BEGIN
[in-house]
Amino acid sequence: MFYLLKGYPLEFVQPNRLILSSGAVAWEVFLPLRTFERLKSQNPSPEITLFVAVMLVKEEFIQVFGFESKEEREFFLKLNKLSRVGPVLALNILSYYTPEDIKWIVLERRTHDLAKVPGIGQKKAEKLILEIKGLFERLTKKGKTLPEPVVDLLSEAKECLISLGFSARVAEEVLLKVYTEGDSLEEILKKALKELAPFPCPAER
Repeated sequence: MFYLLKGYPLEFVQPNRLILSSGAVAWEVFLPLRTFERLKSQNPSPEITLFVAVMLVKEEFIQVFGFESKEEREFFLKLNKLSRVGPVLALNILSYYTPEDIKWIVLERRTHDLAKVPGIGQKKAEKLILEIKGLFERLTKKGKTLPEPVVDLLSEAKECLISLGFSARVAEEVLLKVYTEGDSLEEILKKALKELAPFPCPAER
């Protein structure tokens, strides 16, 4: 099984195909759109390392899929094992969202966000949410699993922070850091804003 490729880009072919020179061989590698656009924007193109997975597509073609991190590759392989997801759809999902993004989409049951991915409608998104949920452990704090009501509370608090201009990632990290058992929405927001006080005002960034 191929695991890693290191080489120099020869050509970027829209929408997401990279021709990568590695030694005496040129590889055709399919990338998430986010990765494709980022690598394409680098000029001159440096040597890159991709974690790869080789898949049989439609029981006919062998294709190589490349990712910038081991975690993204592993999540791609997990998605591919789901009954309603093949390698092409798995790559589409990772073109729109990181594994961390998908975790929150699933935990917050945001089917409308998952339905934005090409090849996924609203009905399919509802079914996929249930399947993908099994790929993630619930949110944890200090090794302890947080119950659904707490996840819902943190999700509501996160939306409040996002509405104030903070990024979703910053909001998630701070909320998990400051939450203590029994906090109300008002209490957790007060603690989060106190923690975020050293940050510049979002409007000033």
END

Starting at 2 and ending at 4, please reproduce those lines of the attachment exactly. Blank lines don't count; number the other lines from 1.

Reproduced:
Amino acid sequence: MFYLLKGYPLEFVQPNRLILSSGAVAWEVFLPLRTFERLKSQNPSPEITLFVAVMLVKEEFIQVFGFESKEEREFFLKLNKLSRVGPVLALNILSYYTPEDIKWIVLERRTHDLAKVPGIGQKKAEKLILEIKGLFERLTKKGKTLPEPVVDLLSEAKECLISLGFSARVAEEVLLKVYTEGDSLEEILKKALKELAPFPCPAER
Repeated sequence: MFYLLKGYPLEFVQPNRLILSSGAVAWEVFLPLRTFERLKSQNPSPEITLFVAVMLVKEEFIQVFGFESKEEREFFLKLNKLSRVGPVLALNILSYYTPEDIKWIVLERRTHDLAKVPGIGQKKAEKLILEIKGLFERLTKKGKTLPEPVVDLLSEAKECLISLGFSARVAEEVLLKVYTEGDSLEEILKKALKELAPFPCPAER
């Protein structure tokens, strides 16, 4: 099984195909759109390392899929094992969202966000949410699993922070850091804003 490729880009072919020179061989590698656009924007193109997975597509073609991190590759392989997801759809999902993004989409049951991915409608998104949920452990704090009501509370608090201009990632990290058992929405927001006080005002960034 191929695991890693290191080489120099020869050509970027829209929408997401990279021709990568590695030694005496040129590889055709399919990338998430986010990765494709980022690598394409680098000029001159440096040597890159991709974690790869080789898949049989439609029981006919062998294709190589490349990712910038081991975690993204592993999540791609997990998605591919789901009954309603093949390698092409798995790559589409990772073109729109990181594994961390998908975790929150699933935990917050945001089917409308998952339905934005090409090849996924609203009905399919509802079914996929249930399947993908099994790929993630619930949110944890200090090794302890947080119950659904707490996840819902943190999700509501996160939306409040996002509405104030903070990024979703910053909001998630701070909320998990400051939450203590029994906090109300008002209490957790007060603690989060106190923690975020050293940050510049979002409007000033």